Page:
How to Fight Fair

Image source: Google (labeled for re-use with modification)

Image source: Google (labeled for re-use with modification)

I could feel my face heating up in splotches, flushing into an unflattering shade of sriracha-sauce red. My vision blurred as the water began to well up in my eyes.

I choked a little as I hiccupped and gasped, squeezing my eyes tight to try to stop the tears from falling, but they eventually won the battle and ran down my cheeks in salty triumph. Feeling embarrassed, I hastily used the back of my hand to wipe away the remaining liquid betrayal from my eyes.

“Why are you crying?”

Attempting to prevent the loud kind of sobs that often accompany an ugly-cry, I started to mumble in between shuddering breaths: “Because… I’m angry, but I don’t have the words to express why…so my emotions have nowhere to go except out my eyeballs!*” The end of the statement came out more like a wail than intelligible words.


The scenario above is a true one from many moons ago, when I was working through a disagreement with my beau at the time. Suffice to say my verbal communication skills were not very polished and needed improvement. Over time, though, I learned a lot about the importance of clear communication, honesty, integrity, kindness and generosity.

Whether you’re single or spoken for, I believe there’s still a lot of great information out there about how to be a great partner. So in the spirit of continuous improvement, I asked a few trusted individuals in long-term, healthy relationships for their best advice on how to fight fair. Here’s what they had to say:

  • Watch your tone. “I try to control the tone and rate of the way that I speak – it goes a long way in deescalating a situation. Once you go there [to yelling], everything gets heightened. Instead of raising my voice, I take a pause and remember to speak in a calm, respectful tone.”
  • Take a breather. “It’s wonderful to be able to hit the pause button, especially if it seems like the conversation is going in circles or if it’s getting really late into the night and you’re exhausted. Your partner needs to be willing and OK with taking a break too, though. Rather than just walking away in a huff, I tell my significant other that I need some time alone to think and that I’ll revisit the issue.”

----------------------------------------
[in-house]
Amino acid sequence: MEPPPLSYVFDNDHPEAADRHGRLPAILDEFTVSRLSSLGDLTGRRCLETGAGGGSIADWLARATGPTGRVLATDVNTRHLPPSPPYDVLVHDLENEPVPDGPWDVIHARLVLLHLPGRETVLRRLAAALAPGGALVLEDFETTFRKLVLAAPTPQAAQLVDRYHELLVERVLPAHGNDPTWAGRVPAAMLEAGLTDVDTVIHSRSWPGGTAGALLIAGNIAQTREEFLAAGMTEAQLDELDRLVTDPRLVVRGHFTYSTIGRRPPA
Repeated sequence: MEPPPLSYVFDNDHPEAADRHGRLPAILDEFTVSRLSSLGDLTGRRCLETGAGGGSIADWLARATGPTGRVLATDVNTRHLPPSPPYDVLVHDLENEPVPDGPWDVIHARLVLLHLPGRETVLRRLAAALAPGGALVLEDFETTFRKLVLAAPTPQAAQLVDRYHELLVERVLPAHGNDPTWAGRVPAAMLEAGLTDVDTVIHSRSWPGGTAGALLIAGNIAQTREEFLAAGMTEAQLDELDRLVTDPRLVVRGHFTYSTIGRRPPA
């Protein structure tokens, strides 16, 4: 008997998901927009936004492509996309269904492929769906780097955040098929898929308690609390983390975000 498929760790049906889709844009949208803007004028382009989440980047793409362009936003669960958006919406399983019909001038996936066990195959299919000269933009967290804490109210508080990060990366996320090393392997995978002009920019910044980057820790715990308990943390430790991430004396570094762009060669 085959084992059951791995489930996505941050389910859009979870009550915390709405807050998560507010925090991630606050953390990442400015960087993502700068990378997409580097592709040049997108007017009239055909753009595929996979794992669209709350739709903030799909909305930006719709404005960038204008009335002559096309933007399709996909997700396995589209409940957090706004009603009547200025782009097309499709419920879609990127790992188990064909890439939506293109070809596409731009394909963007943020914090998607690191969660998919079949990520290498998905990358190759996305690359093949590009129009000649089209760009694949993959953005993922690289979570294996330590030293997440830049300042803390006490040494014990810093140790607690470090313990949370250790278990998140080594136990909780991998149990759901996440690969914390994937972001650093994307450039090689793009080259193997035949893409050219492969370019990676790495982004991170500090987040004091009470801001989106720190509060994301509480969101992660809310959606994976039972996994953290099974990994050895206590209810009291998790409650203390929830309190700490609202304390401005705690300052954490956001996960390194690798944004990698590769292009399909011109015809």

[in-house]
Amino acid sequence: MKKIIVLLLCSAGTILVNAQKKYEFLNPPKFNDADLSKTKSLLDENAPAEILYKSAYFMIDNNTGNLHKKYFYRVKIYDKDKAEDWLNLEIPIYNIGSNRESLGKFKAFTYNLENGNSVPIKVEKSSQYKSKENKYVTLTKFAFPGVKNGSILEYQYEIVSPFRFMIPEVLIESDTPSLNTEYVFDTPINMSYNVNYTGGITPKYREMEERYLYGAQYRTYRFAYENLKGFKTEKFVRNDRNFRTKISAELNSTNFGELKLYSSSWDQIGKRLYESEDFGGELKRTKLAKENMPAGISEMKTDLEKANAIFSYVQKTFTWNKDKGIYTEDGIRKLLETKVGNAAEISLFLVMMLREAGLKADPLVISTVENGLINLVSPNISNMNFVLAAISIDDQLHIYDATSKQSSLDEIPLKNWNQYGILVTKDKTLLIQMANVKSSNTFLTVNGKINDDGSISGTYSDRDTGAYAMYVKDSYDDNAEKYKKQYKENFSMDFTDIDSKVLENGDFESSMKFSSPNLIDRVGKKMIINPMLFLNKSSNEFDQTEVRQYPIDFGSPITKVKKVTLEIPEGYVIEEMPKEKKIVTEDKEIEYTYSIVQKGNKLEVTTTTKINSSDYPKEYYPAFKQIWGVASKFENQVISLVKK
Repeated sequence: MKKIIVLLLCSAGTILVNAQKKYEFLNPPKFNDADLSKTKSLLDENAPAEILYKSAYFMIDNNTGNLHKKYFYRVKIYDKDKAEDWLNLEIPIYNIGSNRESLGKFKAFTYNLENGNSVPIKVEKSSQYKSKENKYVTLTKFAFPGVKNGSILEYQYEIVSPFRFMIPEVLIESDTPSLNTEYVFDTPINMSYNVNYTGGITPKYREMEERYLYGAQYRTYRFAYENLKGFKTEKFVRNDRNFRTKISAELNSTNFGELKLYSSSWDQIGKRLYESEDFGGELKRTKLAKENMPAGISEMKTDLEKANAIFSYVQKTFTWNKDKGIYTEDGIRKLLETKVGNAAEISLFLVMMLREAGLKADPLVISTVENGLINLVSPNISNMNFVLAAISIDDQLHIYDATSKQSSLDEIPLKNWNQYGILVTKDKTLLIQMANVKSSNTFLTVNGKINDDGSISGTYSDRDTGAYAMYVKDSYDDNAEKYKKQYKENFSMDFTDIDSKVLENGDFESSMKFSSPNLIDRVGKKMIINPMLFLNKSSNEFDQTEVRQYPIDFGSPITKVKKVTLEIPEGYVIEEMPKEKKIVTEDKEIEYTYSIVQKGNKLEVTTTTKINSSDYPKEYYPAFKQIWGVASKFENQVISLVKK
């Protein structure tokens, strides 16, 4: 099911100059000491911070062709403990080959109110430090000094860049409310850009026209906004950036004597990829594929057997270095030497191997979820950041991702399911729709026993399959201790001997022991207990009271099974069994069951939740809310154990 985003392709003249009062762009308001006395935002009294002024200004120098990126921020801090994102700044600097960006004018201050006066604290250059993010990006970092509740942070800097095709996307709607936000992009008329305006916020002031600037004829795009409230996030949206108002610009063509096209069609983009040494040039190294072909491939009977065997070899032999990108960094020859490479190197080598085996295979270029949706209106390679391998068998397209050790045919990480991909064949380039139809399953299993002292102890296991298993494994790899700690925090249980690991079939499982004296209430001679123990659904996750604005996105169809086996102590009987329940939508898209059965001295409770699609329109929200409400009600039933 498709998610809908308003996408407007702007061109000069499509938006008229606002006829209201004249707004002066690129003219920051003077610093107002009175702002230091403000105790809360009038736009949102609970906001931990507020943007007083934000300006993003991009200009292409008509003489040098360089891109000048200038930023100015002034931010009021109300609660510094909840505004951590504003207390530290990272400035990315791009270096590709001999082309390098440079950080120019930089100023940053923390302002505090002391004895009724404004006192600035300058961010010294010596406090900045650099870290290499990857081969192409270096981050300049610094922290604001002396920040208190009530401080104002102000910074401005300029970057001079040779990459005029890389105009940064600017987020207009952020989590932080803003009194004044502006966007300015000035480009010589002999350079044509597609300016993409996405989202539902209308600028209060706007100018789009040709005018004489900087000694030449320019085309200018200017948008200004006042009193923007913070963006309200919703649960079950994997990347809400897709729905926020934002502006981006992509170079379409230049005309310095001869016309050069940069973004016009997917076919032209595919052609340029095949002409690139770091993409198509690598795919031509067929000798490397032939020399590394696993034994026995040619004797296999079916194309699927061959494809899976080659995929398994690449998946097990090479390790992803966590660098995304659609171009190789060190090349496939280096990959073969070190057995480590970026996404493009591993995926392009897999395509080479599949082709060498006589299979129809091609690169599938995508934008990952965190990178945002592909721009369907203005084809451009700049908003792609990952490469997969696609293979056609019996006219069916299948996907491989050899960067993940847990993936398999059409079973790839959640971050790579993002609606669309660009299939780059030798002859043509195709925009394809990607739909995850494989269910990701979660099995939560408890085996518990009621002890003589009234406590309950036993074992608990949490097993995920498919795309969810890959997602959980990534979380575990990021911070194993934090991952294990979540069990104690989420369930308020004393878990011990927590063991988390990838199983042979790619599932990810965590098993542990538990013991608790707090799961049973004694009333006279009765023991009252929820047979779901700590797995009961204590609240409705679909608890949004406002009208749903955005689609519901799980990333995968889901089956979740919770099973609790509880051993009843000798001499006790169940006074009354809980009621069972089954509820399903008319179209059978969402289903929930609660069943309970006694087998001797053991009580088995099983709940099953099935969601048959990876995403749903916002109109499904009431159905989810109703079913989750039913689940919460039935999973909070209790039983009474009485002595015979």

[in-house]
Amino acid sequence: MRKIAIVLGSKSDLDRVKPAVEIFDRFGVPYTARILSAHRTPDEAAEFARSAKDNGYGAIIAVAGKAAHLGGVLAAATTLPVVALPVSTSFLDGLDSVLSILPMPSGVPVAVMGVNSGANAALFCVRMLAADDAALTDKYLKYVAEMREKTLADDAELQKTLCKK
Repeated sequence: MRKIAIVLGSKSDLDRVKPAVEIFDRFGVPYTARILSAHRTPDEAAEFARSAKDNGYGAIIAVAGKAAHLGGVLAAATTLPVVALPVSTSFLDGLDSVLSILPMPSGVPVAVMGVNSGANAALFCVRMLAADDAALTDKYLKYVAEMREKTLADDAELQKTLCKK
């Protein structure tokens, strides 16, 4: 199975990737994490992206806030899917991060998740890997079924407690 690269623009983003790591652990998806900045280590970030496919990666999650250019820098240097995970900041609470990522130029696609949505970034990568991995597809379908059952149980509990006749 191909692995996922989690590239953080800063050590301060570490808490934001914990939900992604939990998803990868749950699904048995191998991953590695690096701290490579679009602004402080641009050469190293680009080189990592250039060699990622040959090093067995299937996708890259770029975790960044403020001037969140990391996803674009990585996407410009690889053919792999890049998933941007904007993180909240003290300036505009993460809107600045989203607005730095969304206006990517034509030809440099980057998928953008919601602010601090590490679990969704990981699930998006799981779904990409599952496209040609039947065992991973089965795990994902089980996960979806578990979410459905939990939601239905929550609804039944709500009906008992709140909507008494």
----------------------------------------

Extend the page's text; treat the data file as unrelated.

• Walk the talk. “Sometimes I find it easier to talk to my partner when we’re walking outside. It feels less like a pressure cooker and since we’re in public, it’s an automatic reminder to keep our voices respectful.”
  • Listen. “Sometimes when an argument heats up, each person is so eager to get their point across that they begin interrupting and not listening to what the other person has to say. It’s important to pause and engage in active listening so that you can hear what your partner is saying. It’s also helpful if you make an effort to see the issue from their perspective.”
  • Be vulnerable. Be human. “If you talk about your feelings and use sentences that start with ‘I feel,’ well, that can make all the difference. If you come at them like: ‘RAWWRRRRR…. You did this bad thing!’ then of course the conversation is not going to go well.”
  • Pick your battles. “Take some time –it could be anywhere from 30 minutes to several hours– to determine if something is truly worth having a fight over. For example, if you decide to mull over an issue overnight and it’s still bothering you the next day, it’s probably worth addressing it with your significant other and not letting it fester.”
  • Choose your time wisely. “Finding the right time to talk is very important. It’s hard for me to have a calm conversation if an altercation starts as soon as I walk through the door after a long day at work. Please, give me at least 30 minutes to decompress! Another time that’s not good to start up a disagreement: 1am!”
  • Be respectful of your partner’s needs. “We all process situations and feelings differently. When you’re ready to really get in there and talk through an issue, your partner may still need time alone to think. It can be difficult, but try to find a compromise so that both partners are able to have a productive and respectful discussion.”

I hope you found some of this information helpful and interesting. If you have any advice you’d like to share – especially if you know how to master the ‘pretty cry,’ please send me a note or leave a comment. Until then, may your days be filled with smiles. And, if there are tears, may they be of joy!

*Kudos if you noticed the similarity to a scene from Sex and the City S06 E11.

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